Given the widespread disregard for Irish culture and heritage that, as displayed by Bill AB331 and existing curricula across the country, continues to remain an integral component of the study of systemic oppression of various social groups in high schools nationwide, I believe that all readers could further enhance their cultural awareness and understanding of the root causes and effects of oppression in the United States with the study of Irish immigration.
While major national curriculum reform, which extends the study of historically oppressed social groups in America to include the Irish, among a long list of others, does not seem likely to take place any time in the near future, I believe that all readers could obtain a glimpse of the previously mentioned benefits with a cursory glance into nineteenth-century Irish immigration–which I have provided below.
The story of the Irish in the United States is one of immense suffering and tragedy; the dark times that many Irish immigrants were soon to face upon their arrival were linked to even darker origins that were most vividly described by one of the most influential Irish historians, Christine Kinealy.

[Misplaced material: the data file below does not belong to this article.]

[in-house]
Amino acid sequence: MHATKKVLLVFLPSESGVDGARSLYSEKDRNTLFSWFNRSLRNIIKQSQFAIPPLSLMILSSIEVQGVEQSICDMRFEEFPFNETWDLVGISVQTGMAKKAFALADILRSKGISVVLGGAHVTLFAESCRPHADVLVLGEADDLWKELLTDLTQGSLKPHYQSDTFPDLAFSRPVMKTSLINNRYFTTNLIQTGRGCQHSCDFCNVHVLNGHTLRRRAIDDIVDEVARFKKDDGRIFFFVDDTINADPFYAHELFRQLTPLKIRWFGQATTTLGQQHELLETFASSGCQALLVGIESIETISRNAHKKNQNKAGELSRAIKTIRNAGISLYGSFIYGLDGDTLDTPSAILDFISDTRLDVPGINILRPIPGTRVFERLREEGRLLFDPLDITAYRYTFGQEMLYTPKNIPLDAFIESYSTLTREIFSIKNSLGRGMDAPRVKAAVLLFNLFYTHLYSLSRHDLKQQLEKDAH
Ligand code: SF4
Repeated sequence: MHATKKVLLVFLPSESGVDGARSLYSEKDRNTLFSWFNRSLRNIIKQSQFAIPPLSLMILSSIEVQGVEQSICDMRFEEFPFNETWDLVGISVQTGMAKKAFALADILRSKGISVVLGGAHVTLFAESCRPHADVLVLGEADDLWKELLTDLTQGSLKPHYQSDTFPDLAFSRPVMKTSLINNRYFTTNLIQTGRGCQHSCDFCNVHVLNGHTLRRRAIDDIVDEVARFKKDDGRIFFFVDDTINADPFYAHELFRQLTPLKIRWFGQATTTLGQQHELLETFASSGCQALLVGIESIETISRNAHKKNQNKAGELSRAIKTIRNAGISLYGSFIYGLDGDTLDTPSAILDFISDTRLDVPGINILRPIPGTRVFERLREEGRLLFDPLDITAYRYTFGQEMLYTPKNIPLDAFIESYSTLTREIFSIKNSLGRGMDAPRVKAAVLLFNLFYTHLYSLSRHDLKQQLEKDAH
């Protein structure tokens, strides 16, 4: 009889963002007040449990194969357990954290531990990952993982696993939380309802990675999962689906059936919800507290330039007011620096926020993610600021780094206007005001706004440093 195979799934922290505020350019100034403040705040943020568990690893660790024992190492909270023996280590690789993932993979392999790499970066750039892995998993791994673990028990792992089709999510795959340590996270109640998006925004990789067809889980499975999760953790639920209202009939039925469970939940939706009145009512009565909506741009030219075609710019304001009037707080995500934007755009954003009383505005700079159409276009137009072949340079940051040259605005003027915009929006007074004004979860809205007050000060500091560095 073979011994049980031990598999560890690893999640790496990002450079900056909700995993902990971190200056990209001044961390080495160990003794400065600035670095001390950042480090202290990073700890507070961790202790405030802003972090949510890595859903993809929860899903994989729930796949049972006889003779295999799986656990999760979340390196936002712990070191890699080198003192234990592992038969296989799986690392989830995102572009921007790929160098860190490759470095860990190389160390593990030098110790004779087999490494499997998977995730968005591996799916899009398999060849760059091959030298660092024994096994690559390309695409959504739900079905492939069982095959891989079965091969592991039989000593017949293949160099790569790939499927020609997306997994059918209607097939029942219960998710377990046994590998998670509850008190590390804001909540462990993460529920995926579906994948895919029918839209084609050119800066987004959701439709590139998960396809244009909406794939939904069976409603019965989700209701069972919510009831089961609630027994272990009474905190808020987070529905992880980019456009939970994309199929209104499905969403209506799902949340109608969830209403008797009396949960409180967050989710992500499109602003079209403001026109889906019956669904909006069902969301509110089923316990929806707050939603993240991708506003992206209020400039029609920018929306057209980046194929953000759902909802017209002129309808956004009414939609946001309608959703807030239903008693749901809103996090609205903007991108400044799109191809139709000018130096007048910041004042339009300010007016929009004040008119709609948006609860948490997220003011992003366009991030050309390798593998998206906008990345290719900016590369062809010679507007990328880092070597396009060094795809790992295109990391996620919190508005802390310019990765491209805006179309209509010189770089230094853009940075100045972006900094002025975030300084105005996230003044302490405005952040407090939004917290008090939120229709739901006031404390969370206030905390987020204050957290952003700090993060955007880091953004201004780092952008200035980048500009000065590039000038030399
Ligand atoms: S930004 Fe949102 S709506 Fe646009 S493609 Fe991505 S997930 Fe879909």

When recounting the famine-stricken landscape of Ireland in the mid-nineteenth-century, which would claim the lives of one million and later motivate the emigration of roughly two million in only a seven year time span, Kinealy, writes in the Great Hunger Museum in Hamden, CT:
No part of the country escaped from the horror of the Famine, and no religious group was exempt from its ravages. Disease and death stalked Ireland, and despair and despondency filled the vacuums. The laughter of children was replaced by cries of pain, and the singing of birds by haunting silences. From 1845 to 1852, Ireland was a society living at the extremes–from callousness to compassion, from brutality to benevolence. Moreover from birth practices to funeral rites and everything in between, nothing was as it had been before.
As further presented at the Great Hunger Museum, the desolate landscape was, of course, facilitated by an unresponsive British government which, amidst the widespread suffering and death that became a disturbingly integral component of many peoples’ lives, further fueled the destruction of Irish civilization.
For example, a law that left landlords responsible for feeding their tenants, who during the famine had little to no money, led to the eviction of approximately half a million people. The landlords then, after removing their tenants, used the land to graze livestock in an attempt to profit, all while disregarding the health and wellbeing of their tenants.